Digging up history in a Cornish beer bottle
Added: Thursday, March 20th 2014
Archaeologists unearthing the secrets of St Piran’s Oratory in the shifting sands at Perranporth, Cornwall, have discovered what might have been sustaining the patron saint of Cornwall through his long slumber across the years – a vintage bottle of Walter Hicks Ale from St Austell Brewery.
The bottle, thought to date from around the time of the encasement of the oratory back in 1910, is in immaculate condition and came out of the sand intact with a swastika inscribed on top. This was a feature of early brewery bottle tops representing the Sanskrit symbol for brewing and fertility, later removed once the symbol had been adopted elsewhere as the badge of a more sinister master.
According to site manager and lead archaeologist James Gossip, the bottle was most likely left in the sand by a thirsty worker back in 1910 when the oratory was encased in a concrete structure in an attempt to protect it from the encroaching sand and waves. This was later removed in the 1980s, allowing the current excavations to expose the original stonework of the ancient oratory – and the leftovers of its previous explorers.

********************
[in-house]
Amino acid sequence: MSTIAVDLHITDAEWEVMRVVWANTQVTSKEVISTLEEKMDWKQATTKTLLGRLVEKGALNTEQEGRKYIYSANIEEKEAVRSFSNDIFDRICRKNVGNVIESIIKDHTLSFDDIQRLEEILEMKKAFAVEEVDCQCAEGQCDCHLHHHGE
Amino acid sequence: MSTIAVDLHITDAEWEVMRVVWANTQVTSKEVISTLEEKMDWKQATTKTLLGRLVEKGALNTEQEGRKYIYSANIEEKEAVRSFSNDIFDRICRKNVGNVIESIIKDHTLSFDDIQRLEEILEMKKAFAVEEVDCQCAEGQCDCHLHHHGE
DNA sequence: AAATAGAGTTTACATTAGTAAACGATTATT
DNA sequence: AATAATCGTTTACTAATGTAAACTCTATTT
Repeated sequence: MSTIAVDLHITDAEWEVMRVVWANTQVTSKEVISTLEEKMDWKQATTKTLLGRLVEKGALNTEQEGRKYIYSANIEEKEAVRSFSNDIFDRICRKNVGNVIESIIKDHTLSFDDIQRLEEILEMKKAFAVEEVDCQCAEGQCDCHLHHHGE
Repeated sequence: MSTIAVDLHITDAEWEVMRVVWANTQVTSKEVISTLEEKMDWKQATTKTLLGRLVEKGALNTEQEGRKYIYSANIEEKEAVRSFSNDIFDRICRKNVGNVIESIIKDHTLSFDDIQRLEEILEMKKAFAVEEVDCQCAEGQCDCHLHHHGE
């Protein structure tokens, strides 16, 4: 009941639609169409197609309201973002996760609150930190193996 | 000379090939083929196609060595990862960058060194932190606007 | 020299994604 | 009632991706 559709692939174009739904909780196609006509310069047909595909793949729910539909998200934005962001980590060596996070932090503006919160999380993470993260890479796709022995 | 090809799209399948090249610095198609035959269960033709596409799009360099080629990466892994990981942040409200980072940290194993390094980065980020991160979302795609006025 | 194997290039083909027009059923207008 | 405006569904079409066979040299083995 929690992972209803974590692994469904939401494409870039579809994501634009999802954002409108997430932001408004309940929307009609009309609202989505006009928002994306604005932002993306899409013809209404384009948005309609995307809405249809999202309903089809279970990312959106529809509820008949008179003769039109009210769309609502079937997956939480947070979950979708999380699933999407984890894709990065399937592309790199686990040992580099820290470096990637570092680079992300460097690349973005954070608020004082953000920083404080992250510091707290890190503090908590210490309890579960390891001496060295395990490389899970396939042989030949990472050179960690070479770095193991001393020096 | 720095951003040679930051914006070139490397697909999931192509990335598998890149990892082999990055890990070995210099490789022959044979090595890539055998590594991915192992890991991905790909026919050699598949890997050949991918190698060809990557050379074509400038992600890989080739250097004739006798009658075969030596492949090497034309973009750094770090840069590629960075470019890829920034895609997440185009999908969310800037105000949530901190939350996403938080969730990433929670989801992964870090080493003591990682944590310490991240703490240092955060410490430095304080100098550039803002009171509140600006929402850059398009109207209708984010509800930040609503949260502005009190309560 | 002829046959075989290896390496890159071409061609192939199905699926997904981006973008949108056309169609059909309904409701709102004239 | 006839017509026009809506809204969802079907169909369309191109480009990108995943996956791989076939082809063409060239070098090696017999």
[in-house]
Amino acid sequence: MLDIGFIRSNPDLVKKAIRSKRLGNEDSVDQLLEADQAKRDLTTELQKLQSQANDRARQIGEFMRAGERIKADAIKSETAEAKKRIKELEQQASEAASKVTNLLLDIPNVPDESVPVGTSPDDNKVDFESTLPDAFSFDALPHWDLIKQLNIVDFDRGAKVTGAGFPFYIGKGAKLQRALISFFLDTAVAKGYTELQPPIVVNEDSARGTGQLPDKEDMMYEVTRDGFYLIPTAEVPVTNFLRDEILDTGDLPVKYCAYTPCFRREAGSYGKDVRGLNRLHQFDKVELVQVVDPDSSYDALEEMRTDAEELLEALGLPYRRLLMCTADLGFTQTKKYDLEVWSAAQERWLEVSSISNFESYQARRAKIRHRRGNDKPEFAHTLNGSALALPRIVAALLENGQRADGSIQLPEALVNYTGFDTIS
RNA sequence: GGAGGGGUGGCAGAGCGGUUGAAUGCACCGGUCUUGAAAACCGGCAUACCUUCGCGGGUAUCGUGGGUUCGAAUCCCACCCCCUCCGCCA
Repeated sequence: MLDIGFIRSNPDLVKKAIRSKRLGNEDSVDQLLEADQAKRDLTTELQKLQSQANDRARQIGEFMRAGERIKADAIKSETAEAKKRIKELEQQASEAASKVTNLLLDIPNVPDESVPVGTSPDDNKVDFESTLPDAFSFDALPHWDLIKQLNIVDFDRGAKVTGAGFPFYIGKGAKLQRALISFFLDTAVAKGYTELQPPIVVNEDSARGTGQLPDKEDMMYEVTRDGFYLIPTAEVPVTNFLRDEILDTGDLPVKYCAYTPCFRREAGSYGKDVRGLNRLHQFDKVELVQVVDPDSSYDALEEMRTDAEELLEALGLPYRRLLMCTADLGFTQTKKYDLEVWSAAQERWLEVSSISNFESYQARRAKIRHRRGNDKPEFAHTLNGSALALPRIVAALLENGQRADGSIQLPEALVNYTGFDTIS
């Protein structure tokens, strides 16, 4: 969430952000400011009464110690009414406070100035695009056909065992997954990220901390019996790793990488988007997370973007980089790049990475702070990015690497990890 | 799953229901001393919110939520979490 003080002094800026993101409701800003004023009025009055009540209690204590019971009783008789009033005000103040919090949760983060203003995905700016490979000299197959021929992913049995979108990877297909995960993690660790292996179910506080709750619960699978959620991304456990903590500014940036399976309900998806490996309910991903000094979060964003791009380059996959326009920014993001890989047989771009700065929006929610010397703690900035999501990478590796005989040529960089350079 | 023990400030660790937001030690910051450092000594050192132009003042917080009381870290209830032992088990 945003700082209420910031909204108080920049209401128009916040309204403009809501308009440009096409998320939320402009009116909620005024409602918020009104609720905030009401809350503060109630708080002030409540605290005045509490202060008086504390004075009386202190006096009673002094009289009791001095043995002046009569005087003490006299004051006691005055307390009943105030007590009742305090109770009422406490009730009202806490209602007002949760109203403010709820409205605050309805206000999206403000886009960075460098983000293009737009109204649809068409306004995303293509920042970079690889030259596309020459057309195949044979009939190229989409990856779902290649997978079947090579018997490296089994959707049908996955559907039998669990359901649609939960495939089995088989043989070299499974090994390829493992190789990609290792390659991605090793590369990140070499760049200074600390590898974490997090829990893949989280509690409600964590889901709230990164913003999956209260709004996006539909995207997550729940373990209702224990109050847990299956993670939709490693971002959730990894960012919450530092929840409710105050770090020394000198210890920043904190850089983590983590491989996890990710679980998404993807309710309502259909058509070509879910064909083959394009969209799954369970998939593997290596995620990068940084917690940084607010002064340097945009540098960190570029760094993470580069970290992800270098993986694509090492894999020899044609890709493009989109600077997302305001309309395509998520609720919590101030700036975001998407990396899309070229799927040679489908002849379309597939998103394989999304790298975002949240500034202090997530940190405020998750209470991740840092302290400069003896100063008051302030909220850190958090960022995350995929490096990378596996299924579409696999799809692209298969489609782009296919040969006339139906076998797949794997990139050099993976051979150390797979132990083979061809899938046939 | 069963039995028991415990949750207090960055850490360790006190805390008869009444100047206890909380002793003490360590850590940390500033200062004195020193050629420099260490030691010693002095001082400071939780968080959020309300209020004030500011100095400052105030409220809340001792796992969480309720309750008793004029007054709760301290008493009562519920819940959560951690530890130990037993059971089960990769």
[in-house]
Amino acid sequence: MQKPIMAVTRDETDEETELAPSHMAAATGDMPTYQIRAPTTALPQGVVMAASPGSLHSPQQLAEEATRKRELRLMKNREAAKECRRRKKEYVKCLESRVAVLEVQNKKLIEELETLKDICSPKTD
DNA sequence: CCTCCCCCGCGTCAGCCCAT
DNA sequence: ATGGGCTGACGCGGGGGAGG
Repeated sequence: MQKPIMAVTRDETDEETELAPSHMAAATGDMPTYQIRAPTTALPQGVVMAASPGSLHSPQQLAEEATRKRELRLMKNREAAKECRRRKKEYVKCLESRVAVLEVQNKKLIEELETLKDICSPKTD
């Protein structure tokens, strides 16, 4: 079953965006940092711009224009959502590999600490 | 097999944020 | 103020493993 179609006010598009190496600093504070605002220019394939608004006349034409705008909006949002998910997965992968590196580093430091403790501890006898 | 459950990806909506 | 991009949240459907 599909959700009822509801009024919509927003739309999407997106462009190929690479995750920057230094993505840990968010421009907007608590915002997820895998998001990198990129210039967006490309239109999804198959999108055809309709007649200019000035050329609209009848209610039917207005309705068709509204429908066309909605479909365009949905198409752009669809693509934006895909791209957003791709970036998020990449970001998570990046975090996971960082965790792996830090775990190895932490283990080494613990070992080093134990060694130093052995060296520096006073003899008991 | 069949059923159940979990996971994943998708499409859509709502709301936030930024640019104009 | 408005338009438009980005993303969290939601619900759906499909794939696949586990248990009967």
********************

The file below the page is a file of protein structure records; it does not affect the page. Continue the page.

St Austell Brewery archivist Chris Knight (pictured above), informed of the find by St Piran Trust Chief Eileen Carter, was delighted with the discovery, “There are plenty of stories about St Piran and his fondness of the hop, so it’s appropriate that some quality local ale managed to find its way on to such a hallowed site.
“There's a small amount of the original ale left in the bottom of the bottle as well so, who knows, we might just be able to work out which of Walter’s ales played its small part in the conservation of the site.”
For more information about this and other vintage brewery artefacts, contact the St Austell Brewery Archive Research project at firstname.lastname@example.org